For years, I’ve listened whenever a colleague lamented students’ preference for Google over the expensive, subject-specific databases the library provided. “They just don’t care about their research,” was the common assumption by librarians, frustrated that students didn’t seem interested in advanced search training. “They don’t want to do the work.”

The problem isn’t that library users don’t care about their research. On the contrary. The problem is that librarians and users don’t agree on what “search” means. To a librarian, “search” is what you do when you construct a query in a database or search engine. (And librarians do exactly that: construct queries. We don’t just search.) After searching when you go through your results list, librarians call that “evaluation.” Searching is just one step of the research process.

But library users, and undergraduate students in particular, are not interested in searching; they want to find sources so they can write a research paper. If this sounds like semantic parsing of hairs, you’re not listening to your users. Searching and finding are two different things. “Search” implies a scarcity of something, while finding does not. You search for your glasses when you have no idea where they are. (They’re on your head.) You find the perfect pair of running shoes when you’re at the shoe store standing in front of a wall of sneakers.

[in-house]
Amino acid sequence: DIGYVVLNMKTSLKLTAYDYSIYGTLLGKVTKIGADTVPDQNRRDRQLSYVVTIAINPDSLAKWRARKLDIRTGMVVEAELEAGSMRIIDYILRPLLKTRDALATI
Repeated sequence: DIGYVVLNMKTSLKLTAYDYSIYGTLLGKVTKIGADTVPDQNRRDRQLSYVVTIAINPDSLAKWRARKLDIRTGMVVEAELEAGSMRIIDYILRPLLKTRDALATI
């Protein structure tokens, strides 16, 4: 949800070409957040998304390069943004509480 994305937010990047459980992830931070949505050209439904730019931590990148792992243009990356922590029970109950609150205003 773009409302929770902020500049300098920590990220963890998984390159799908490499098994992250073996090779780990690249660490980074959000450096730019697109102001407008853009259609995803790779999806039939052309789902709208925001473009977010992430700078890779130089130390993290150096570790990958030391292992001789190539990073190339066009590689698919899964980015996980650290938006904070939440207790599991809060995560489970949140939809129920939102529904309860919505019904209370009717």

When it comes to information, there is no scarcity. (Quality, relevant information? Sure, that’s scarce. But how successful have we been over the past dozen years in convincing users to take that approach to their work? Not very.) Our users want to find relevant information, not search for it. And this means we need to take a different approach to our jobs, because as it stands, we’re not talking about the same things our users are talking about.